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Saturday, May 21, 2011

National Popular Vote: Action in California

Previous posts have looked at the National Popular Vote proposal. The Orange County Register reports:

With many California legislators endorsing a national movement to elect the president by popular vote rather than through the electoral college, the state Assembly on Thursday approved a bill that would award the state’s electoral votes to the nation’s popular-vote winner.

Seven states and the District of Columbia, with a combined 77 electoral votes, have approved similar measures so far. The law will not be activated until states totaling 270 electoral votes – the majority needed to elect a president – have such a provision on the books.

California’s bill was passed primarily by Democrats in a 51-21 vote. If approved by the Senate and signed by the governor, it would add 55 electoral votes to the pact.

The state-by-state effort is designed to circumvent the constitutional mandate for that the electoral college choose the president, since it appears unlikely Congress will amend that provision.

A week earlier, the proposal got some high-profile endorsements. From a news release:

In a press conference at the National Press Club in Washington, D.C., Former Tennessee U.S. Senator and 2008 presidential candidate Fred Thompson (R), former Illinois Governor Jim Edgar (R), and former Iowa Governor Chet Culver (D) endorsed the National Popular Vote plan. They join a bi-partisan coalition working to ensure the presidency goes to the winner of the most overall popular votes in all 50 states.

“As a former high school government teacher, Secretary of State in charge of elections in Iowa, and governor, I have always worked hard to increase voter participation and ensure fairness in our electoral process,” said Culver. “The time has come for states to join together and support the simple premise that the individual who receives the most votes for President should become the next President of the United States. I first ran for office as a teacher and coach who wanted more young people to vote, and after I was elected Secretary of State we were able to take great strides to make elections more accessible to all. Voting systems across the country have been modernized, and we now have an opportunity to continue making progress by passing the national popular vote initiative to guarantee that the person who receives the most votes is elected to our nation’s most important elected office.”“We live in a time when the American people are increasingly cynical about their government’s ability to deal with our most pressing problems,” said Thompson. “This means that there is a need for bold, effective presidential leadership as never before. Therefore, we simply can no longer afford to run the risk of having a president who is handicapped by not having won the most popular votes. The National Popular Vote approach offers the states a way to deal with this issue in a way that is totally consistent with our constitutional principles.”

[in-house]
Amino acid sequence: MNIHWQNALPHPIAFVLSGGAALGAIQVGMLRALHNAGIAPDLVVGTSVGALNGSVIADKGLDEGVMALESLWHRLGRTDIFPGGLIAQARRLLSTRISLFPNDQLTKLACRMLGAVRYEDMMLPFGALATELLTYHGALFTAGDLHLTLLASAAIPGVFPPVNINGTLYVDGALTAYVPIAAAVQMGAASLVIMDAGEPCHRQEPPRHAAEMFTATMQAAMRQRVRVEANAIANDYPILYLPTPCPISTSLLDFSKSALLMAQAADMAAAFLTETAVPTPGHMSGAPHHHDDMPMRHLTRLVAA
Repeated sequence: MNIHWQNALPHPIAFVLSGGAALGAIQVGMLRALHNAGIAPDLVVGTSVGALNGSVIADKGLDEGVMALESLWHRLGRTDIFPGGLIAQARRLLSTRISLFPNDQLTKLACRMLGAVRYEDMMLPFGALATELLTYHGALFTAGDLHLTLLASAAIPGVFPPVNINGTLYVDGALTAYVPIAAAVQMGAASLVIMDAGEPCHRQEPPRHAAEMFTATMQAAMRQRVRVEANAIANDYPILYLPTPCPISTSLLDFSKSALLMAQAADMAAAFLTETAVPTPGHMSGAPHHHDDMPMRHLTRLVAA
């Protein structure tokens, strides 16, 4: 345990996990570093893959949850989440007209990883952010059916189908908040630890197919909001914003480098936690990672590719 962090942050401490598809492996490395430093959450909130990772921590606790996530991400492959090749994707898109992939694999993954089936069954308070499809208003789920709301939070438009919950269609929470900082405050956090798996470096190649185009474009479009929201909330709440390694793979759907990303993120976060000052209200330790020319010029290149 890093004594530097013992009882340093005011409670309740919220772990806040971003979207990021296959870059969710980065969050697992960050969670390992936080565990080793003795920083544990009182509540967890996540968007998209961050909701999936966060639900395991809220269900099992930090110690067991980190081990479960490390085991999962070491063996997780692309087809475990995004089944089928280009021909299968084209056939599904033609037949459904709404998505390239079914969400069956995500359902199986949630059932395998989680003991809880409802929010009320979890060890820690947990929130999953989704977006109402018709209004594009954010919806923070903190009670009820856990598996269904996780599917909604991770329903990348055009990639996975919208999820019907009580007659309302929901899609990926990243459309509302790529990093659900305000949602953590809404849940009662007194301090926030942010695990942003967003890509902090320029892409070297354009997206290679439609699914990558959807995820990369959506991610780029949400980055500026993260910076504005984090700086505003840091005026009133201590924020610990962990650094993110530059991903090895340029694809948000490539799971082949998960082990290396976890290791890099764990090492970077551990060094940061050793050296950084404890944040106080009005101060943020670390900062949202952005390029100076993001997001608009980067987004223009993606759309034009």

”I’m proud that the state of Illinois was among the first to enact this plan,” added Edgar. “This isn’t a red state issue or a blue state issue; it’s about making sure every state has a voice in our presidential elections.

At Save our States, Tara Ross takes exception:

The Constitution requires approval from three-quarters (38) of the states before radical change can be made to constitutional processes. NPV is on track to change the method of electing a President with the approval of fewer than 20 states.

The Constitution implements a system that combines the best elements of federalism, republicanism, and democracy. The Founders understood from their study of history that a pure democracy “is one of the greatest of evils” that “soon wastes, exhausts, and murders itself.” It is “very subject to caprice and the madness of popular rage.” NPV shuns the lessons of history—so important to the Founders—and replaces America’s federalist, republican, democratic presidential election process with a purely democratic one.

There is more: NPV will likely cause Equal Protection, legal and logistical problems that I have discussed at length elsewhere. But even these few examples should show that Thompson and others need to more thoroughly study the history of our Constitution and the Electoral College before casually claiming that NPV is consistent with America’s founding principles.